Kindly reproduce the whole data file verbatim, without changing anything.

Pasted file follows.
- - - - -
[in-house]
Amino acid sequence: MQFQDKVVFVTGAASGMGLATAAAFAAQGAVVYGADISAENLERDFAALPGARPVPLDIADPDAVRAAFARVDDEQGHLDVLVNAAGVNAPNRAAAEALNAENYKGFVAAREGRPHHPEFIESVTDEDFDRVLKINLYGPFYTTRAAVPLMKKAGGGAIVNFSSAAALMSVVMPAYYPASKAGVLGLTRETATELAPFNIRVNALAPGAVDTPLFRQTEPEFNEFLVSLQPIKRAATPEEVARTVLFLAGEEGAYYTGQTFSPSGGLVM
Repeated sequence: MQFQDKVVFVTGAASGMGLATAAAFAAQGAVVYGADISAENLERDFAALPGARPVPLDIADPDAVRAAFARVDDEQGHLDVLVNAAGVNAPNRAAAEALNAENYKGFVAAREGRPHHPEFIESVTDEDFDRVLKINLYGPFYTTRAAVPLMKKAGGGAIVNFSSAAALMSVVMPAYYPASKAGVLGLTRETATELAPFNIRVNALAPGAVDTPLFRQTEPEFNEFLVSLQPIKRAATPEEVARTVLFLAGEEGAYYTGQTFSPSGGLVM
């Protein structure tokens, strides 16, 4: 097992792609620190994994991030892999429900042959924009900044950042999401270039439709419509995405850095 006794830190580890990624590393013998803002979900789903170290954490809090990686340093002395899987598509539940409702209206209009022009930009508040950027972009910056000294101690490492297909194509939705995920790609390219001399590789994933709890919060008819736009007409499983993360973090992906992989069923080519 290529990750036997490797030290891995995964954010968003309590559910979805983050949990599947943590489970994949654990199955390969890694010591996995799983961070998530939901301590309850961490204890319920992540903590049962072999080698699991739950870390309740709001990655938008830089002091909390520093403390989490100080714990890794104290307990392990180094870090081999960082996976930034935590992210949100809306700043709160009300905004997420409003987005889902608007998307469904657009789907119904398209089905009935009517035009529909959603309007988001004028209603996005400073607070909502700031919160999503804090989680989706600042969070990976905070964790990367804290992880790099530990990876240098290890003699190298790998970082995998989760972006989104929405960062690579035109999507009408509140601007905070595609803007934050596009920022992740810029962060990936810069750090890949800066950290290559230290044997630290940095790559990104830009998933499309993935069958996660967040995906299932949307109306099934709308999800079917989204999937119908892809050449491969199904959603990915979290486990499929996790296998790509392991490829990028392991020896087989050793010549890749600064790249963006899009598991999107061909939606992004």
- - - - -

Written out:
[in-house]
Amino acid sequence: MQFQDKVVFVTGAASGMGLATAAAFAAQGAVVYGADISAENLERDFAALPGARPVPLDIADPDAVRAAFARVDDEQGHLDVLVNAAGVNAPNRAAAEALNAENYKGFVAAREGRPHHPEFIESVTDEDFDRVLKINLYGPFYTTRAAVPLMKKAGGGAIVNFSSAAALMSVVMPAYYPASKAGVLGLTRETATELAPFNIRVNALAPGAVDTPLFRQTEPEFNEFLVSLQPIKRAATPEEVARTVLFLAGEEGAYYTGQTFSPSGGLVM
Repeated sequence: MQFQDKVVFVTGAASGMGLATAAAFAAQGAVVYGADISAENLERDFAALPGARPVPLDIADPDAVRAAFARVDDEQGHLDVLVNAAGVNAPNRAAAEALNAENYKGFVAAREGRPHHPEFIESVTDEDFDRVLKINLYGPFYTTRAAVPLMKKAGGGAIVNFSSAAALMSVVMPAYYPASKAGVLGLTRETATELAPFNIRVNALAPGAVDTPLFRQTEPEFNEFLVSLQPIKRAATPEEVARTVLFLAGEEGAYYTGQTFSPSGGLVM
């Protein structure tokens, strides 16, 4: 097992792609620190994994991030892999429900042959924009900044950042999401270039439709419509995405850095 006794830190580890990624590393013998803002979900789903170290954490809090990686340093002395899987598509539940409702209206209009022009930009508040950027972009910056000294101690490492297909194509939705995920790609390219001399590789994933709890919060008819736009007409499983993360973090992906992989069923080519 290529990750036997490797030290891995995964954010968003309590559910979805983050949990599947943590489970994949654990199955390969890694010591996995799983961070998530939901301590309850961490204890319920992540903590049962072999080698699991739950870390309740709001990655938008830089002091909390520093403390989490100080714990890794104290307990392990180094870090081999960082996976930034935590992210949100809306700043709160009300905004997420409003987005889902608007998307469904657009789907119904398209089905009935009517035009529909959603309007988001004028209603996005400073607070909502700031919160999503804090989680989706600042969070990976905070964790990367804290992880790099530990990876240098290890003699190298790998970082995998989760972006989104929405960062690579035109999507009408509140601007905070595609803007934050596009920022992740810029962060990936810069750090890949800066950290290559230290044997630290940095790559990104830009998933499309993935069958996660967040995906299932949307109306099934709308999800079917989204999937119908892809050449491969199904959603990915979290486990499929996790296998790509392991490829990028392991020896087989050793010549890749600064790249963006899009598991999107061909939606992004």